In a survey taken by TeamStage, 49% of employees plan on leaving their job in the next 12 months over lack of benefits. Let’s face it; health insurance is one of the most used strategies in attracting the best talent in this fierce war on talent. Offering insurance may seem daunting to implement, but that can depend on the expectations that companies have going into the process.
This blog is designed for small to mid-size businesses looking to get health insurance quotes for their organization. This post intends to help clear out the mysterious fog surrounding getting health insurance for your group. You’ll get:
- What information is needed to obtain a quote
- Ways to obtain the quotes from carriers
- Common carrier requirements for groups enrolling into coverage
- A general timeline from submitting census data for quoting to going live with benefits after Open Enrollment.
Gathering the information needed for a group quote
Upon getting a group health insurance quote from carriers, a census will be needed. No matter which carrier you intend to get quotes from, the following information is likely to be required for all benefit-eligible employees:
- Name of employee
- Name of any eligible dependents
- DOB of employee and dependents
- Zip code of employee and dependents
- Gender of employee and dependents
- Date of Hire of the Employee
- Salary (if getting salary-driven benefits quotes like STD, LTD, term life)
- Job Title (if getting salary-driven benefits quotes like STD, LTD, term life)
Actuaries use this information to provide accurate rates for your group by gauging probable healthcare costs that are likely to occur. Though you may have employees you know will not elect coverage for themselves or their dependents, it is best practice to include them on the census when returning to carriers for quoting. Don’t worry, most brokers or health insurance carriers will provide a pre-made census template to fill out.
How to obtain quotes from health insurance carriers
Once you have the necessary information, there are a few ways to obtain quotes from insurance carriers; either working directly with a broker or by navigating through individual carrier websites.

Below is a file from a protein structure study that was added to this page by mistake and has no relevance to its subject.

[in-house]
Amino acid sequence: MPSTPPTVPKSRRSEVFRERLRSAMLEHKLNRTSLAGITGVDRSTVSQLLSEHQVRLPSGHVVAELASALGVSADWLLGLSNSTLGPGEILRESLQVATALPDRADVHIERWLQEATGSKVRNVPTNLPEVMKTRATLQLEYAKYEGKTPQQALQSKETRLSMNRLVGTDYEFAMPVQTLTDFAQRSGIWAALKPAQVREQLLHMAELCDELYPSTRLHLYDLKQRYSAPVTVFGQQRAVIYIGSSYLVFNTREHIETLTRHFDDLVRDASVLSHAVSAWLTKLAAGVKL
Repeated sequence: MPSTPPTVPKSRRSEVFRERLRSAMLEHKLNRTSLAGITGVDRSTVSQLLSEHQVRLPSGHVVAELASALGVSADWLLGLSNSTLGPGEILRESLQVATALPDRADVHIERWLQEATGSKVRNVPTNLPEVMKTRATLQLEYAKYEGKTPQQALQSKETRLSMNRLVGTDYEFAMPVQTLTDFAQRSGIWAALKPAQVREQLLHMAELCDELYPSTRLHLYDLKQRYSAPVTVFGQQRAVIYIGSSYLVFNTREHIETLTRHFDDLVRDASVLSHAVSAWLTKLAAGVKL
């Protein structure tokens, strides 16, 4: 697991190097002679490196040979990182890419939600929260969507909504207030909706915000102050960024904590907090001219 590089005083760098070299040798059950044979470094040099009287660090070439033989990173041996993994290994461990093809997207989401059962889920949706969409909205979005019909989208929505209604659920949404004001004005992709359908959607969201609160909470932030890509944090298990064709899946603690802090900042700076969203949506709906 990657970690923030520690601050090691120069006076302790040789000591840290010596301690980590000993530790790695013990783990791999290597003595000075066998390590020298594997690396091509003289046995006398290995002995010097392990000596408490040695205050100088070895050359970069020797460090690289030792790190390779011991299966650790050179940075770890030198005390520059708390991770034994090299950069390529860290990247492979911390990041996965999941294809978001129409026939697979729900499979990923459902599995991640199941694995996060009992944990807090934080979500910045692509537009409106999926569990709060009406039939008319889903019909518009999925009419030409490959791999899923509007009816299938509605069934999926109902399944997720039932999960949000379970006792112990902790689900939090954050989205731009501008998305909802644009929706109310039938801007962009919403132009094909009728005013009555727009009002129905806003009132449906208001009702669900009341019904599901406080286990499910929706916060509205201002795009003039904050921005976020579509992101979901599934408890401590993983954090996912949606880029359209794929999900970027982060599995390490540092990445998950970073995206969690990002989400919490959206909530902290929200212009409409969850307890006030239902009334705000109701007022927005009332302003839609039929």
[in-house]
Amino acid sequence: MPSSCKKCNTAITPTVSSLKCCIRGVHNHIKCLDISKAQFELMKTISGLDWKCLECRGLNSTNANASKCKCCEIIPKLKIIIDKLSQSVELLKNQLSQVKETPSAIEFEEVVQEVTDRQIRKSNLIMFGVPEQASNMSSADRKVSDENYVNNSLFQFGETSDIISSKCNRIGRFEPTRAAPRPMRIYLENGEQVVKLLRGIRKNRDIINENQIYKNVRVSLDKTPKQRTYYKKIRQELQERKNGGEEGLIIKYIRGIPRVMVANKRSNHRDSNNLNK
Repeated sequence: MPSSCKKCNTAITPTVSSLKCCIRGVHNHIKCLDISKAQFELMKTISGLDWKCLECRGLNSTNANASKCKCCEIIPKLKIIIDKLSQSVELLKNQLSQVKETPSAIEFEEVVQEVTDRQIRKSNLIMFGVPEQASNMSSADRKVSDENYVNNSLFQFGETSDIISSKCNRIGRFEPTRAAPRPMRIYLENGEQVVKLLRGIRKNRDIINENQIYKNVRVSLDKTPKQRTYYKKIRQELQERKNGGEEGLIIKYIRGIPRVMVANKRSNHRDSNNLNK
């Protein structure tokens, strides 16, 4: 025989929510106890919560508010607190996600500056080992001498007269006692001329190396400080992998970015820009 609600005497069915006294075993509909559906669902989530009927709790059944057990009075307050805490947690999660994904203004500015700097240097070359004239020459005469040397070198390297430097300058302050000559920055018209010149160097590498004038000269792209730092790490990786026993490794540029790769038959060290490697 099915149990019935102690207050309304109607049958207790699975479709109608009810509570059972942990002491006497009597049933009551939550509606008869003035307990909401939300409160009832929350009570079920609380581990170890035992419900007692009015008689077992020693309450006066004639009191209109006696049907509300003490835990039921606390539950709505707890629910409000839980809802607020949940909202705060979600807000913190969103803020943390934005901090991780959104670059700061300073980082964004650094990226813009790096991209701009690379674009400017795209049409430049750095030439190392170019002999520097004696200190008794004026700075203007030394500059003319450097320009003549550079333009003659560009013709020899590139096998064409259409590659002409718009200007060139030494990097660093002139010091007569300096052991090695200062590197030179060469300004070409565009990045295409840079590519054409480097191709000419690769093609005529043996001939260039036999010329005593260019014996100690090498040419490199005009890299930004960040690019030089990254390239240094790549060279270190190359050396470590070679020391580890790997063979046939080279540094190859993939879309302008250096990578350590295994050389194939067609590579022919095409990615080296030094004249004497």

Work with an insurance broker
Insurance brokers are experienced professionals who can help you navigate the complex world of group health insurance. They have relationships with multiple carriers and can provide you with options tailored to your needs.
Brokers typically are paid by the insurance carriers through commissions so using brokers may not cost your company money to use them. 5%-10% is a common commission range based on the amount of insurance a broker sells. This commission percentage can vary based on the type of insurance written as well as the carrier.
There are also some brokers that will charge a brokerage fee and these fees are typically charged monthly. It is wise to understand the costs up front before agreeing to any brokerage agreements.
Regardless of the minimum cost, it is highly encouraged to work with a broker if your organization has never offered group health insurance before.
Directly contact carriers
You can also contact insurance carriers directly to request quotes. This approach may involve more legwork overall, but it gives you a firsthand look at the carriers’ offerings. Also, this process can take a considerable amount of time which may push you behind schedule based on when you are planning to start offering health insurance.
Another drawback of working directly with carriers is that you will not have a professional who can help you better understand the differences between quotes that are returned by various carriers. Typically, the quote results will be in differing formats which can add to the confusion when trying to compare apples to apples.
Common carrier requirements
Most carriers have requirements that must be followed before they are willing to bind coverage with a new group. Below are a few examples of varying requirements that must be adhered to with different insurance carriers:
Minimum enrollment requirements
Most insurance carriers will require a minimum number of enrollees or a percentage enrolled based on the overall eligible population. For example, a common enrollment requirement is to have a minimum of 2 employees enrolled for coverage to be bound. Also, carriers like Principal require small groups to have a minimum of 20% of eligible employees enrolled or at least 5 (whichever is met first). It is very important to understand these requirements when selecting benefit plans based on your group’s needs.
Employer contribution requirements
There are some carriers that will require the employer to contribute to the monthly premium of each member enrolled up to a specified percentage. The most common requirement is to have employees contribute at least 50% of the monthly premium per employee. Please note that this is not always a requirement, but this is becoming more and more common.